F1 Love Inn
OCTOBER 27, 2010
A worrying trend has been set by South Korea offering Love Hotels as accommodation for F1 people. The British Racing Drivers' Club has issued the following advisory note to owners of hostelries within a 50-mile radius of Silverstone:
Dear Sir, Madam or Mistress of the House,
In view of the forthcoming British Grand Prix, we have been made aware of new requirements, if not standards, for F1 people. To that end, we would ask you to adjust your establishment in line with a Love Hotel theme for the emotionally charged.
Having no experience of such enterprises and not wishing to offend our guests, we have played safe by using the Sporting Code as an indication of what might be expected.
Since a return to your Love Hotel could be classified as a moment of relaxation during a busy weekend, we have sought guidance from the only appropriate paragraph in the code covering race day - the Podium Procedure.
It would seem that the room should be carpeted in either green or blue. This is a reasonable request and will give some of you the opportunity to remove tacky floor coverings stained over decades by inebriated Nigel Mansell fans.
Another interesting clause requests a suitable sound system which should broadcast events to the public. This will be made available by the BBC after 9pm on the appropriately named Red Button, with expert analysis by Eddie Irvine and John Button.
Apparently, the national flag of whoever has scored in a big way must be raised, although we will dispense with the national anthem for fear other clients might hear this and feel the need to rise for the occasion - in the sense, we should quickly add, of getting to their feet.
It also appears that as many as three dignitaries may be present - one assumes merely as observers although Bill Clinton and Tiger Woods, should they be in town, may wish to join in.
We should point out that these are Love Hotels and not brothels, thus avoiding the need for external red lights. This is sensible because drivers tend to become highly charged when they see red lights. There could, for instance, be unpleasant scuffles in the hallway should more than one driver arrive at the front door at once and the red lights are suddenly extinguished.
We are also instructed to say that you are allowed to help a driver should he find himself in what is referred to as a 'dangerous position'. This, supposedly, will be indicated by the driver 'either raising an arm or opening his door', a tricky enough requirement depending on the aforementioned position.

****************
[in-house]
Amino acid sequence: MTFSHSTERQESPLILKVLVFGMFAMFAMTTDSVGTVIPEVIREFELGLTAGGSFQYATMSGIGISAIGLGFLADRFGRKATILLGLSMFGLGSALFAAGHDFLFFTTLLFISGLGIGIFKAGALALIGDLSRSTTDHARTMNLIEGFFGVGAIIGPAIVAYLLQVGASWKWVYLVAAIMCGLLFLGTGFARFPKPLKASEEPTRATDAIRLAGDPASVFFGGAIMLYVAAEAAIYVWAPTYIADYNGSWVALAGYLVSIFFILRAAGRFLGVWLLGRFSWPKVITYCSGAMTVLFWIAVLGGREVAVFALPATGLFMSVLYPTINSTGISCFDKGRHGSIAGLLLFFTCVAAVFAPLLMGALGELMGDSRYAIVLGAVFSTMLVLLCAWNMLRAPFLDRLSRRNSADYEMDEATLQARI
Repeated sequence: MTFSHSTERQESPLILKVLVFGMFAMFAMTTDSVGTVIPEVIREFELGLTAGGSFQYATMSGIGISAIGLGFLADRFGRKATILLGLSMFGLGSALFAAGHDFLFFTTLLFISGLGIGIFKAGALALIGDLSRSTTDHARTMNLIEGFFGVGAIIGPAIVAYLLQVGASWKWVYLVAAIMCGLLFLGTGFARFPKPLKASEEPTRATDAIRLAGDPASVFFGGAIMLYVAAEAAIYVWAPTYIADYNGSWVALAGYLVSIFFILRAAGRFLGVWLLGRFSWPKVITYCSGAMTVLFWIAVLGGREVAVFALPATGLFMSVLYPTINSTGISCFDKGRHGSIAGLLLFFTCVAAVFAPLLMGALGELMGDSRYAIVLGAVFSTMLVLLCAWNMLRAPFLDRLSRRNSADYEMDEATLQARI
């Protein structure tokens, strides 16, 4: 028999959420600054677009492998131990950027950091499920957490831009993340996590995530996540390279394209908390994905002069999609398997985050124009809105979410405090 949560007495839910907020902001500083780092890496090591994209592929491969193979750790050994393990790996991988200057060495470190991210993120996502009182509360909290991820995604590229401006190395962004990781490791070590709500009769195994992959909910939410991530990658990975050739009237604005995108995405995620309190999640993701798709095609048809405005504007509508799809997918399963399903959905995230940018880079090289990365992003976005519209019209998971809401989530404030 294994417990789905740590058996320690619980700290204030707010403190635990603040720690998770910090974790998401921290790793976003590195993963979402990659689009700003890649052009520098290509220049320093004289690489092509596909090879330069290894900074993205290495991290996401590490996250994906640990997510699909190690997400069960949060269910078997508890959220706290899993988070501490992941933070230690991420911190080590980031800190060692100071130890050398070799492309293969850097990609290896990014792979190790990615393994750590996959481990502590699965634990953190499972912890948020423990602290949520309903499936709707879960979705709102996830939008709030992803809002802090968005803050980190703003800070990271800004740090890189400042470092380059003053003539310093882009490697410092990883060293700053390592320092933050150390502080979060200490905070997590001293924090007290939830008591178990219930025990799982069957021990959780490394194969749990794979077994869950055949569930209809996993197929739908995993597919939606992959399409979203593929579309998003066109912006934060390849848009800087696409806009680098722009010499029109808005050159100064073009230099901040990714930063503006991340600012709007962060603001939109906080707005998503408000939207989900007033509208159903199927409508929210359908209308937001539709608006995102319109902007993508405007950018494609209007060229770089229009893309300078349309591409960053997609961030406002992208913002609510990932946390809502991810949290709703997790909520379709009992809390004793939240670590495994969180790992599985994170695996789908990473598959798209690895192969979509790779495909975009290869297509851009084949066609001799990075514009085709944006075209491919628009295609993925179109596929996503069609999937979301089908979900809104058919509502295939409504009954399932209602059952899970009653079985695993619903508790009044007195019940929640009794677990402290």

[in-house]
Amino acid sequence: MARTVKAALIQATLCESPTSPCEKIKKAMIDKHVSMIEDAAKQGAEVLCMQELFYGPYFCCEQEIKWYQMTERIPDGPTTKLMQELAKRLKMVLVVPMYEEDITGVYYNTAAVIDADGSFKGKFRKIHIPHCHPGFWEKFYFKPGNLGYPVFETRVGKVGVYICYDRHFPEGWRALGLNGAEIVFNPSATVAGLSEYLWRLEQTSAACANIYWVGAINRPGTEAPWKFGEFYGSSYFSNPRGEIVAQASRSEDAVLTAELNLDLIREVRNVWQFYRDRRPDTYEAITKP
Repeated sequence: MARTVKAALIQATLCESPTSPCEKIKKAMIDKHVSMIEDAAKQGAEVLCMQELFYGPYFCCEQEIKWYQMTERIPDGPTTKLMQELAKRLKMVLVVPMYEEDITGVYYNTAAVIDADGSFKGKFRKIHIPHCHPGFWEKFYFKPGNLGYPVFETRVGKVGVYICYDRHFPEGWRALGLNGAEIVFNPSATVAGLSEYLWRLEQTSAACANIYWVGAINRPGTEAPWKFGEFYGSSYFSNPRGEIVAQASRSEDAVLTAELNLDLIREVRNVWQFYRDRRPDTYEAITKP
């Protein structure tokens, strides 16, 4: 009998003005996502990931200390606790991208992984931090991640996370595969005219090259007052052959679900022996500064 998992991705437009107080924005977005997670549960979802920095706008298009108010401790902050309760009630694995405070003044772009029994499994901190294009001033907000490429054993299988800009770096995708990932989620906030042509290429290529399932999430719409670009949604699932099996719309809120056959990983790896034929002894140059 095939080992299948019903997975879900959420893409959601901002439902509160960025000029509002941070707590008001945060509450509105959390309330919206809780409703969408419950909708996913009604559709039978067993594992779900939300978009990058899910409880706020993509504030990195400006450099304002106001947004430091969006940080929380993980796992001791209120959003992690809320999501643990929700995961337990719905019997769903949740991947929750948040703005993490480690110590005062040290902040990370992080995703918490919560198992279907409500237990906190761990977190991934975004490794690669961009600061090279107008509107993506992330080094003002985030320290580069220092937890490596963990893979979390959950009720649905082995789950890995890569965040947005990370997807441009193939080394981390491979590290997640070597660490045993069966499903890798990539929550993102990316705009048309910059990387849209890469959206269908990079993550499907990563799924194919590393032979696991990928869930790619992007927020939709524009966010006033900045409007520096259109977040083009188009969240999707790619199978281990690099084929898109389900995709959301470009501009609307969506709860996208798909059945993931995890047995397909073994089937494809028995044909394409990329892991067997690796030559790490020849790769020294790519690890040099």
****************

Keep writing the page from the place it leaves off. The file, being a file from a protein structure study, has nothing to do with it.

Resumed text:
Similarly, if a driver cannot get going, the rule book quite clearly says 'an external starting device may be allowed'. We feel no further explanation is called for here and leave this in your capable hands.
Should this fail, a discreet exit must be provided for the client. This is known in the trade as a Run Off area.
Understandably, the Sporting Code makes no mention of condoms. Ignoring the inevitable smutty remarks relating to 'weighing of helmets', the closest reference falls under 'Protection'. This states that, apart from flameproof underwear, 'it is mandatory to wear two shoulder straps, one abdominal strap and two straps between the legs'. All of which appears to make the use of condoms an irrelevance, not to say impossible.
Should condoms be required, however, we think it right to request that they be manufactured by Bridgestone. Under the circumstances, it will be less embarrassing for all concerned if you avoid reference to Bridgestone's standard terminology, ranging from Supersoft to Hard.
At the end of the weekend, a grid will be drawn up with the person taking the longest time winning Pole Position. In any case, a two-hour time limit will be imposed. Should more than one person reach the two-hour mark, the winner will be the person who has, in a manner of speaking, goe the furthest. Bad Light will be considered a requirement and not an excuse.
Finally, should any member of the F1 fraternity wish to move on to London, advise them that interesting addresses may be obtained from 'The Welt and Weal', Whips Bottom, Chelsea. Ask for a Mr. Mosley. Preferably in German.
Your obedient servants
Maurice Hamilton , a freelance motor sport writer and broadcaster since 1977, is the author of more than twenty books and contributes to websites and magazines worldwide.
His weekly column for Grandprix.com was Highly Commended in the 2011 Newspress New Media Awards.